Goodbye findViewById, say hello to Synthetic Binding

Since the beginning of Android, developers are constantly on a never ending struggle to get rid of redundant and repetitive code that we need to write, thanks partly to the Android Framework.

One such piece of code which is very dear to our hearts (not!) is findViewById().

The story of findViewById() starts with the dawn of Android and it has stuck with us ever since.

More annoying than the thousand times that we have to write it, is the explicit type casting that we had to do because the method returned a View object.

Thankfully this long awaited feature was finally implemented in SDK 26 and we no longer need to typecast the return type of findViewById(), it infers it automatically. (Yay!)

BUT, that’s not all, we still need to call findViewById() over and over again. (I typed it 4 times so far in this article :/)

What more can we do to get rid of this as well?

Well, that’s where things start to get interesting with Kotlin and a very nifty feature of the Kotlin-Extensions plugin, known as Synthetic Binding.

Want to know why? Well let’s take an example :

Let’s consider the following xml layout :

Now, to access each View in Java, the traditional approach is :

Enter Kotlin !

So you can see, that I can directly access the view class using it’s ID and that’s it!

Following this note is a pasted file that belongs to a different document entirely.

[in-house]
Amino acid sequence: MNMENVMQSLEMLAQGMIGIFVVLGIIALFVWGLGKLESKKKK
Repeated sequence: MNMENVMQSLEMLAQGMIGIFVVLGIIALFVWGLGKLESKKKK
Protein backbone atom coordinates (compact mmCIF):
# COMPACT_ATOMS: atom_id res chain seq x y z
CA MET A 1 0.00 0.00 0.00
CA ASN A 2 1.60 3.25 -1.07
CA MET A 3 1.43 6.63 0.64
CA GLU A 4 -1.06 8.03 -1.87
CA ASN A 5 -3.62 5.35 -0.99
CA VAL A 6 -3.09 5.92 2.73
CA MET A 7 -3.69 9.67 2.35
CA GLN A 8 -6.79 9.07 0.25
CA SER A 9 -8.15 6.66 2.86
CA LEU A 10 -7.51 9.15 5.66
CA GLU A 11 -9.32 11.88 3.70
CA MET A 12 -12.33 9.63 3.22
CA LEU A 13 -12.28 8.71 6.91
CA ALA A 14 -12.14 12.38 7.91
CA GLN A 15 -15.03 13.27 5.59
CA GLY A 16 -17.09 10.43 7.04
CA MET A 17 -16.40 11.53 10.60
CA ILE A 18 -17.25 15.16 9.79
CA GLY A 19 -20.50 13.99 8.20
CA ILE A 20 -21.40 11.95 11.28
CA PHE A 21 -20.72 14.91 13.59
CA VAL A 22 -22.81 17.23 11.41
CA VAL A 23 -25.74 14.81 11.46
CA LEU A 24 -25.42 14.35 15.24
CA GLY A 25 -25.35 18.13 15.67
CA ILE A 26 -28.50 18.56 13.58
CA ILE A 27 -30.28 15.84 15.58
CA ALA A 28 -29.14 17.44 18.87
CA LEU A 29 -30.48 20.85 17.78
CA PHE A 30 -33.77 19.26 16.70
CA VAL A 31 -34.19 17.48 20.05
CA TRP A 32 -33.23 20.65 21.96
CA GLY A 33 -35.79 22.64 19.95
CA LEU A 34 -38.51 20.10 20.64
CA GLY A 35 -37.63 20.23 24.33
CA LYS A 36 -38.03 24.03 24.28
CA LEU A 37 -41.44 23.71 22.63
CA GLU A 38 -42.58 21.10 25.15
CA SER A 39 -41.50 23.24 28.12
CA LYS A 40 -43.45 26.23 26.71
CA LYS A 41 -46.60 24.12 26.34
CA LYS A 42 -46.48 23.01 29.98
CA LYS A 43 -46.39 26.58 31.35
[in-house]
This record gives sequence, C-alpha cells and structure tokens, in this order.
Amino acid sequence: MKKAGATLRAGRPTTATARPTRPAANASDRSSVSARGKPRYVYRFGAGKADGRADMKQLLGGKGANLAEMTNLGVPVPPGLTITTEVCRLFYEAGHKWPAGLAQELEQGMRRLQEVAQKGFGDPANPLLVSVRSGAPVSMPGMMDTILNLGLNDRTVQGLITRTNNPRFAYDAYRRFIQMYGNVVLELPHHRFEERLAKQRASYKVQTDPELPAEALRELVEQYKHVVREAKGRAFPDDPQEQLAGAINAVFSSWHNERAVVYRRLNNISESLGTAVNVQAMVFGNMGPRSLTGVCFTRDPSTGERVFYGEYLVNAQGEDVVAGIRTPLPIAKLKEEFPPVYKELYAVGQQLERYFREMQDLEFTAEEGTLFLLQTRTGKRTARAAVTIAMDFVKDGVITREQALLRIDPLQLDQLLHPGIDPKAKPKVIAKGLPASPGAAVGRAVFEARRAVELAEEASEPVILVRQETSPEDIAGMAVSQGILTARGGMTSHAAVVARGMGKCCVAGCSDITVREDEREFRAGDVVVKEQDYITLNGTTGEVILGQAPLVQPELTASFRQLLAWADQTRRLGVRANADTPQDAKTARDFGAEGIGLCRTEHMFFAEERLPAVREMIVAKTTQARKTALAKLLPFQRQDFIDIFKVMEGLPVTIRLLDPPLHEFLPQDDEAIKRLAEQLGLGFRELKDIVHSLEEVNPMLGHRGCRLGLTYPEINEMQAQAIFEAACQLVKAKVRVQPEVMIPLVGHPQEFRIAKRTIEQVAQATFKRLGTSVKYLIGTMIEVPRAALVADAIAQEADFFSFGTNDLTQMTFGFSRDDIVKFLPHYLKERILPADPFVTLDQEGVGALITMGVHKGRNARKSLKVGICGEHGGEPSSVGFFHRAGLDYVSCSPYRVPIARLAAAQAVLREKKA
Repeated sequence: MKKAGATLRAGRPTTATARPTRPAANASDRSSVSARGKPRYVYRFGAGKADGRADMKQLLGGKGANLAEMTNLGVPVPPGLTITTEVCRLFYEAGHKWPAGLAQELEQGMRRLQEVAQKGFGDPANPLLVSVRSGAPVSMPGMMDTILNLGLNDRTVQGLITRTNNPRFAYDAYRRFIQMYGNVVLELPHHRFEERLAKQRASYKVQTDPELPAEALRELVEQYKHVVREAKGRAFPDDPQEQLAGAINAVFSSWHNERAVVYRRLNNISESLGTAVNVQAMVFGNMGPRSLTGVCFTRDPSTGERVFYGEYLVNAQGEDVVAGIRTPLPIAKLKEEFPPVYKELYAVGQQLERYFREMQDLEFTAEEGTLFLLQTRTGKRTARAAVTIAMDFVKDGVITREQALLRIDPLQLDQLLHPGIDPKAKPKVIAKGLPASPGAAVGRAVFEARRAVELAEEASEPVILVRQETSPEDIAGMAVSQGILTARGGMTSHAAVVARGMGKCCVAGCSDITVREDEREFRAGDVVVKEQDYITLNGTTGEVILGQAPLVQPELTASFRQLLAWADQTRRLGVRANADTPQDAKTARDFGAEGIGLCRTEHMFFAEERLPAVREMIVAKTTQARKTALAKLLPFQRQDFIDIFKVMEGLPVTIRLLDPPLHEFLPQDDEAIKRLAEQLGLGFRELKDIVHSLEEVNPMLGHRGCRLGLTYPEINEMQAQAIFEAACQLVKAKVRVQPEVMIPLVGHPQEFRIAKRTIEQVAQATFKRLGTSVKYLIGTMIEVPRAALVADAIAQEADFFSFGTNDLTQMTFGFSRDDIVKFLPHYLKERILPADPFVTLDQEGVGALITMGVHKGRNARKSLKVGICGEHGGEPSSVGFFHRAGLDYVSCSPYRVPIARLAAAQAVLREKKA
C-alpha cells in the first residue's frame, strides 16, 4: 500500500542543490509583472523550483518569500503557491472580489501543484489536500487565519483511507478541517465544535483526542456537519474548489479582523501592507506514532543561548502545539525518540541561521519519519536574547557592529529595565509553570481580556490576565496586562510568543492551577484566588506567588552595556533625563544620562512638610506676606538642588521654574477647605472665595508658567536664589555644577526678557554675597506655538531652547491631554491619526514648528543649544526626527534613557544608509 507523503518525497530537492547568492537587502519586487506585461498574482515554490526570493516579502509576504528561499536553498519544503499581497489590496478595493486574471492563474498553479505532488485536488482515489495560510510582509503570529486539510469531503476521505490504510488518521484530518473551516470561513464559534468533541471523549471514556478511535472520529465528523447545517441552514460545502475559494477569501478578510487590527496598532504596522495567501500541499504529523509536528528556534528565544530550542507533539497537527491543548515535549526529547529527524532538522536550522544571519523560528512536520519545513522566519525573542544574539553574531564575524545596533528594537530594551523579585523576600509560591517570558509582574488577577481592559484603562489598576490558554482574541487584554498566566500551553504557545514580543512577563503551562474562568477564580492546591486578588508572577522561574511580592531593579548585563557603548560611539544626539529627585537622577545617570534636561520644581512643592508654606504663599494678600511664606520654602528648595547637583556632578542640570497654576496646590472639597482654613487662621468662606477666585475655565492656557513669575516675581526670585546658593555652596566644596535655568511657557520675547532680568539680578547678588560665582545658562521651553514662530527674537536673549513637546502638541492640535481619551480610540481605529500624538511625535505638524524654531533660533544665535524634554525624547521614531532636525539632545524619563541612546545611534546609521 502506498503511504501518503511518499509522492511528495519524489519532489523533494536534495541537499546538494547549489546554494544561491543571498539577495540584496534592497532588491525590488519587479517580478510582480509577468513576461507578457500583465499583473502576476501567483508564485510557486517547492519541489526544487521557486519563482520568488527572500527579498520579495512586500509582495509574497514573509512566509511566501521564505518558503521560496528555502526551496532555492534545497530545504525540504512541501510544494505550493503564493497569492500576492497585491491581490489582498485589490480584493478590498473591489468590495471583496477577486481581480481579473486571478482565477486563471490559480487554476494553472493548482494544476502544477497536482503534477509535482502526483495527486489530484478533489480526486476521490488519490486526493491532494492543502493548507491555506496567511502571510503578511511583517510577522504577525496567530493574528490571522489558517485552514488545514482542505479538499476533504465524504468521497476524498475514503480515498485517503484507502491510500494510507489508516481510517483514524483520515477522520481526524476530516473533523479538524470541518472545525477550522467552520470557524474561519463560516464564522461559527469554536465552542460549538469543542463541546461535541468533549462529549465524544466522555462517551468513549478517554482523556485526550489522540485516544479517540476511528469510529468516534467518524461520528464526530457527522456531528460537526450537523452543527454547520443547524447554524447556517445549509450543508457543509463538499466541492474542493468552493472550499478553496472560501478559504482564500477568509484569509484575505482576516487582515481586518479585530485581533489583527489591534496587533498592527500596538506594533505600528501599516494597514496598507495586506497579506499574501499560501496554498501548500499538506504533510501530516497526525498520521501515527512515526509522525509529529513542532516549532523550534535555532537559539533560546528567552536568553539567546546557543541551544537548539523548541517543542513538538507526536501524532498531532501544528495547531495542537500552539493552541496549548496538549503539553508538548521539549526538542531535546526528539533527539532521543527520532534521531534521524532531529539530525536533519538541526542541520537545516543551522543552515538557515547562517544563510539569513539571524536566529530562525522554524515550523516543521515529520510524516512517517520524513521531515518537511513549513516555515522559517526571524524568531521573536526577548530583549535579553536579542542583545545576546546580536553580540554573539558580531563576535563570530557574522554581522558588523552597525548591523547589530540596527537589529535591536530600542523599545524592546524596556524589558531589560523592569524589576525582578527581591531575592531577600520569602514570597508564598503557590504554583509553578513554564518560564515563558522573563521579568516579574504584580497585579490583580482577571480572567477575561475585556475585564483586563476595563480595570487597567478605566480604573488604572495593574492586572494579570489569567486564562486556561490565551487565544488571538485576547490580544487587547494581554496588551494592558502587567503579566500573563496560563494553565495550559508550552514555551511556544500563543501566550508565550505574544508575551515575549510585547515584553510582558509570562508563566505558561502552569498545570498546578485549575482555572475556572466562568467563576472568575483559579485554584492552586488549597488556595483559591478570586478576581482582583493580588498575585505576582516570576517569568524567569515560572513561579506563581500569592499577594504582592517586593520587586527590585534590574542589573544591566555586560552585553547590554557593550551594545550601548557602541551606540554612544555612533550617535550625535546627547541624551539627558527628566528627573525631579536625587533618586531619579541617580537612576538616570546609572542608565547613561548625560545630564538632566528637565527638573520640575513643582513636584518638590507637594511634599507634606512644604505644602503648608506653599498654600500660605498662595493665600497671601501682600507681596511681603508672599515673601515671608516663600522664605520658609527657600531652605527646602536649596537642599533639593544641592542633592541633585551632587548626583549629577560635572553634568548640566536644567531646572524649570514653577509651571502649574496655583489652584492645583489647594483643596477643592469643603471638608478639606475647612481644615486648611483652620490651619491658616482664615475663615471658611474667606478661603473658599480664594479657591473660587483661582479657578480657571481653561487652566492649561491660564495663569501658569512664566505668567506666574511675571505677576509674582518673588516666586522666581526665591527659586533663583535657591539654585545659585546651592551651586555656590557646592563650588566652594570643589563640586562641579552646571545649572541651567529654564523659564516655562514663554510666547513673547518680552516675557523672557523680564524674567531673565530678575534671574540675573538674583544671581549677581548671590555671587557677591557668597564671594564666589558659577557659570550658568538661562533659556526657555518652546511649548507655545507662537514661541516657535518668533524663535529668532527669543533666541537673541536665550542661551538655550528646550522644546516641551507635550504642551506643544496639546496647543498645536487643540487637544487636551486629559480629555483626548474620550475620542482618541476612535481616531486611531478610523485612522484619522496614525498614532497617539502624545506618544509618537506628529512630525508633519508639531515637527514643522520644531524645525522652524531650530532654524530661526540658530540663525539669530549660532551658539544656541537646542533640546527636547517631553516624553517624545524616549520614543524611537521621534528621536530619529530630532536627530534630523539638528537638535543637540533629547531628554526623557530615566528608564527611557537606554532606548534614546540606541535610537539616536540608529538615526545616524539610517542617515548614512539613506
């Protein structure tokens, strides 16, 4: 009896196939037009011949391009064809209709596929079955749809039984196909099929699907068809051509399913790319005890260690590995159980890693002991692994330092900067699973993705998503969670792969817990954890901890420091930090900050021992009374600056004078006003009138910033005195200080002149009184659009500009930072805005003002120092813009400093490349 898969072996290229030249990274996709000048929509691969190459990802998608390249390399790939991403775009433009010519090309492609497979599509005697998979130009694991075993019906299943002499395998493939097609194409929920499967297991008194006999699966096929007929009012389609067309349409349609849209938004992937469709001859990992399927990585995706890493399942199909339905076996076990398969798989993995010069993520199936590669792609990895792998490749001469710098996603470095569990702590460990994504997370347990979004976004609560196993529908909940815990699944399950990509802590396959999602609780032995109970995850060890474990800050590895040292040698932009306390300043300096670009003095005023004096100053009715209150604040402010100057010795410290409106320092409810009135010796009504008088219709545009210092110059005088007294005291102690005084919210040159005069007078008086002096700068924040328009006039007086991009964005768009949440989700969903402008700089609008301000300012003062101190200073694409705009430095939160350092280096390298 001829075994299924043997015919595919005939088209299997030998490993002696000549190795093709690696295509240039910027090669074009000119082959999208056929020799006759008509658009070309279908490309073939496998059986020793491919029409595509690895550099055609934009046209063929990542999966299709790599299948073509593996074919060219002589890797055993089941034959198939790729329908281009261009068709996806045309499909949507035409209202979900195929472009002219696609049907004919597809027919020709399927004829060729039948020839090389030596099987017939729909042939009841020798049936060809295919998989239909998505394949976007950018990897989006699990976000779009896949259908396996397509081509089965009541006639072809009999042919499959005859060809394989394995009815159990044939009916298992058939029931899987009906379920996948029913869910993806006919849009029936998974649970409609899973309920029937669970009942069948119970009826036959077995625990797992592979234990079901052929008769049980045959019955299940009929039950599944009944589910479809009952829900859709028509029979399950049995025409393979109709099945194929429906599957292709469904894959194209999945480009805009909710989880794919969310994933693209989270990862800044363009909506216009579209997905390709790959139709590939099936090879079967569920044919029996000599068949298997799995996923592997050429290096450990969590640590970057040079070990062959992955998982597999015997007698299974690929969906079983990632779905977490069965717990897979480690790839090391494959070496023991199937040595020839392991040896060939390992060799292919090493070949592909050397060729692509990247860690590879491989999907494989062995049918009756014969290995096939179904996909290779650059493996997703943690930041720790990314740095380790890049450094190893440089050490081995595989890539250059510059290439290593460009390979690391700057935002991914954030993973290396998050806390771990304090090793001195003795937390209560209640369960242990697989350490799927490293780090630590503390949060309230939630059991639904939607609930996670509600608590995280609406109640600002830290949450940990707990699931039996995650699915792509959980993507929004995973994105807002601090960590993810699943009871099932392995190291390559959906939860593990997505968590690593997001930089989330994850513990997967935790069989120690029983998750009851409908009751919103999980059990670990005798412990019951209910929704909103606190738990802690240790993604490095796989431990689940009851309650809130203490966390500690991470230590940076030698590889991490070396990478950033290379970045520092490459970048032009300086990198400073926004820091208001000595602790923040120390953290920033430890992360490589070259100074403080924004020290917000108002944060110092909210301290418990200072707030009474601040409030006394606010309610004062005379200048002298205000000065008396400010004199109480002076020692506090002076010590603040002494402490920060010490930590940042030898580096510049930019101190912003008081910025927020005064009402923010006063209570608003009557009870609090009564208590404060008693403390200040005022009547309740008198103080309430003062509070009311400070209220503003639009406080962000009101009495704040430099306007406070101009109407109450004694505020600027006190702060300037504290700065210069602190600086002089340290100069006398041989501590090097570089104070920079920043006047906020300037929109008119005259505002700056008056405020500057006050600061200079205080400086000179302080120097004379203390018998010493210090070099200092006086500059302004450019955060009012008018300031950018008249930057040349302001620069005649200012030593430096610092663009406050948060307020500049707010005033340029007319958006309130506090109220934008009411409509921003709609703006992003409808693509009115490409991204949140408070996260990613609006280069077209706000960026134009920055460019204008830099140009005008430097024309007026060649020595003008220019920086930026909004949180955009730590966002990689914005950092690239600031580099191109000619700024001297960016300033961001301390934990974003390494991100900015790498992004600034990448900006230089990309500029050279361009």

Same thing applies to the Adapter’s ViewHolder as well :

So the question that would normally arise in everyone’s mind is,

“So what’s this? Some sort of Black Magic?”

Well, it’s nothing magical, if you decompile the bytecode (By going toTools -> Kotlin -> Show Kotlin Bytecode and then selecting Decompile in the pane) and take a look at the generated java class, you’ll see that all it does is call findViewById() for us.

“What about the performance?”

As mentioned in the official docs of Kotlin Android Extensions :

Invoking findViewById() can be slow, especially in case of huge view hierarchies, so Android Extensions tries to minimize findViewById() calls by caching views in containers.
By default, Android Extensions adds a hidden cache function and a storage field to each container (Activity, Fragment, View or a LayoutContainer implementation) written in Kotlin. The method is pretty small so it does not increase the size of APK much.

So I think that it’s a good idea to use Synthetic Binding even if you are only concerned with improving the performance in your app.

“Alright, I’m sold! how do I implement it?”

All you need is to enable the Android Extensions Gradle plugin in your module’s build.gradle file:

apply plugin: 'kotlin-android-extensions'

That’s it! I hope you liked this post. If you did, don’t forget to 👏.